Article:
299 In Regional Director, E.S.I.C v. South India Flour Mills (P) Ltd. (1986) 69 FJR 77, this Court held that the defintion of the term'employee' under s.2(9) of the Employ- ees' State Insurance Act, 1948 is "very wide and includes within it any person employed on any work incidental or preliminary to or connected with the work of a factory or establishment". Any work that is conducive to the work of the factory or establishment or that is necessary for the augmentation of the work of the factory or establishment will be incidental or preliminary to or connected within the work of the factory or establishment. The casual employees shall also be brought within it and held that they are entitled to the benefits under the Act. The casual labour employed to construct additional buildings for expansion of the factory were held to be employees under the Act. It was also held that the Act is a piece of social security legis- lation enacted to provide for certain benefits to the em- ployees in case of sickness, etc. It was further held that the endeavour of the Court should be to interpret the provi- sions liberally in favour of the persons for whose benefits the enactment has been made. This Court upheld the view taken by A.P., Karnataka and Punjab and Haryana High Courts in A. P. State Electricity Board v. Employee's State Insur- ance Corporation, Hyderabad, [1977] 51 FJR 171 AP; Regional Director, Bangalore v. Davangere Cotton Mills, (1977) 2 L.L.J. 404 and E.S.I.C, Chandigarh v. Oswal Woolien Mills Ltd., (1980) 57 F.J.R. 171 (P & H) (F.B.). that casual employees are employees within the meaning of the term "employee" defined in s.2(9) of the Act.

In Birohichand Sharma v. First Civil Judge, Nagpur & Ors., [1961] 3 SCR 161 this Court considered whether the piece rate worker is a worker within the meaning of s.2(1) of the Factories Act, 1948. The facts found were that there was no fixed hours. They made payment to the work done at piece rate. It was open to the workmen to absent from work without leave. They were not given any specific work, but the management had "the right to reject" (emphasis supplied) the Bidis prepared by them, if the Bidis do not come upto the proper standard. On those facts, it was held "the right of rejection is a supervision" connecting the work and the employment. Accordingly it was held them to be workmen. The same ratio was followed in D.C. Dewan Mohideen Sahib & Sons v. The Industrial Tribunal Madras., [1964] 7 SCR 646. In Nagpur Electric Light & Power Co. Ltd. v. Regional Director, E.S.I.C [1967] 3 SCR Reprint 92 the employees employed outside the factory or establishment as Cable Jointer.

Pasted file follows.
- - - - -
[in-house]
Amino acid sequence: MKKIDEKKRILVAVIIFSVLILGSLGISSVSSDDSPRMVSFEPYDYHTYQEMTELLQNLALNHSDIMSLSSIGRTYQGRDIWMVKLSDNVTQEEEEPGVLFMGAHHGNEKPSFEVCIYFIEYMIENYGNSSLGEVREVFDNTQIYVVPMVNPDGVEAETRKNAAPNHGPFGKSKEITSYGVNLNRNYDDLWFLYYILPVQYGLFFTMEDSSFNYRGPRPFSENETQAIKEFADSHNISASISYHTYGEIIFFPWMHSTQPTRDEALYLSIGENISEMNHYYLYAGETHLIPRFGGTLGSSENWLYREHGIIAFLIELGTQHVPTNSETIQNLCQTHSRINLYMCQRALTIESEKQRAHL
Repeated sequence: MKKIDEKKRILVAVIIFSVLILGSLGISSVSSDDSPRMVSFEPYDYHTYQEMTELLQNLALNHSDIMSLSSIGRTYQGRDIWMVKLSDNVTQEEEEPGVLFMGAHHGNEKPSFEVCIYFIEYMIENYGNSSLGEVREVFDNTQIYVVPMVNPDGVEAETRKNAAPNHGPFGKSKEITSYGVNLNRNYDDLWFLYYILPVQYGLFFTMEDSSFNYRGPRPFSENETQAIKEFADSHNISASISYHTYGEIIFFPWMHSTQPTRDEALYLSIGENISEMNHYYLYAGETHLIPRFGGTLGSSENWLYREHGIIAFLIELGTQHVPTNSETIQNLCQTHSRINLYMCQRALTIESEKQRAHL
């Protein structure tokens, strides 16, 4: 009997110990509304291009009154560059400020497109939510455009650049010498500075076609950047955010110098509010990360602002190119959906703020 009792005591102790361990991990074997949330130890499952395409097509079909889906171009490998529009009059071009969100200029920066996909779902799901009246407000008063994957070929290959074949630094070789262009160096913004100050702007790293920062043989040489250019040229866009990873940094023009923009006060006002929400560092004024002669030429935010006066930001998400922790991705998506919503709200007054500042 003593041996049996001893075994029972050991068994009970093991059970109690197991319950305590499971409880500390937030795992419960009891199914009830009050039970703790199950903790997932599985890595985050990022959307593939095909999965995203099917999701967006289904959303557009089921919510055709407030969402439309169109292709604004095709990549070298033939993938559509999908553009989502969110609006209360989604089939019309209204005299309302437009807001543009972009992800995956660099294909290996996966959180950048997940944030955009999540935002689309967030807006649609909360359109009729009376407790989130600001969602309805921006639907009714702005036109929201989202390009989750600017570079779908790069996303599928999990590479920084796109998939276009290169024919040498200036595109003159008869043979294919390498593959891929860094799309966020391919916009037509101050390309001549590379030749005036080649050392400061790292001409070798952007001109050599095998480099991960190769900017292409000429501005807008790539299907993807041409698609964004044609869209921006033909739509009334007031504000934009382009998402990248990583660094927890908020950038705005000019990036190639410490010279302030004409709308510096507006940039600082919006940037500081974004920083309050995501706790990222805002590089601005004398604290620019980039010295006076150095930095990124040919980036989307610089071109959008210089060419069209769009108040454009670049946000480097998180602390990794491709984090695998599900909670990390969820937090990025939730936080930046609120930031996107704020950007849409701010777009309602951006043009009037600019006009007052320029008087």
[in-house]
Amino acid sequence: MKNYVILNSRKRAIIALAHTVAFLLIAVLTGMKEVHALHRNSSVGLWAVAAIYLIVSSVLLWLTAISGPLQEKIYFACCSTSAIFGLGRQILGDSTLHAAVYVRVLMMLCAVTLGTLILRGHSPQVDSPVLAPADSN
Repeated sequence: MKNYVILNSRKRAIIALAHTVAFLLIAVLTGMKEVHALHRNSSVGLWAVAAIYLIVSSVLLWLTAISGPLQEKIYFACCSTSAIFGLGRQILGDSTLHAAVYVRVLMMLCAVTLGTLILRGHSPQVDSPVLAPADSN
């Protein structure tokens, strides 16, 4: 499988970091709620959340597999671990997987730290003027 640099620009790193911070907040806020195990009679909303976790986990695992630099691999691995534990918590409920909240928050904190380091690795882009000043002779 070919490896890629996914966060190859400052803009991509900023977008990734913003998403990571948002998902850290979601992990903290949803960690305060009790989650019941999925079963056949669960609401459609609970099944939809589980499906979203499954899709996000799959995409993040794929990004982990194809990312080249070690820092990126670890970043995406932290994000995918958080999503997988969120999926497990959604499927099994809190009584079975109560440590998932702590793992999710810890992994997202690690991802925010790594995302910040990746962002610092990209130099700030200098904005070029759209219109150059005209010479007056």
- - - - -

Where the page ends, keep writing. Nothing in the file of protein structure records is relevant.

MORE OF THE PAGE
Mistri, Lineman, Coolies and Vanman for inspection of lines, digging the pits, erection, distribution and service .-line were held to be employees within the meaning of s.2(9) (i) of the Act, In Kirloskar Pneumatic Co. Ltd. v. Employees' State Insur- ance Cor- 300 poration, [1987] 70 F JR 199 a division Bench of the Bombay High Court, speaking through my learned brother P.B. Sawant, J., as he then was, also took the same view and held that the employees engaged for repairs, site clearing, construc- tion of buildings, etc. of the principal employer are em- ployees within the meaning of s.2.(9) of the Act. In Royal Talkies, Hvderabad & Ors. v. Employees State Insurance Corporation, [1979] 1 SCR 80 interpreting s.2(9) (ii) of the Act, this Court held that the Cycle Stand or Canteen are for better amenities to the customers and improvements of busi- ness in Cinema. The appellant, as the owner, leased out the Cycle Stand and Canteen under instrument of leases to the contractors, who employed their own employees to run the Canteen and the Cycle Stand. It was held that vis-a-vis the employees of the Contractors, the cinema owner was held to be the principal employer. It was further held that it is enough if the employee does some work which is ancilliary, incidental or has relevance or linked with the job of the establishment, amenities or facilities to the cine goers has connection with the work of the establishment. The employees of the Canteen and the Cycle Stand were held to have been employed in connection with the work of the establishment.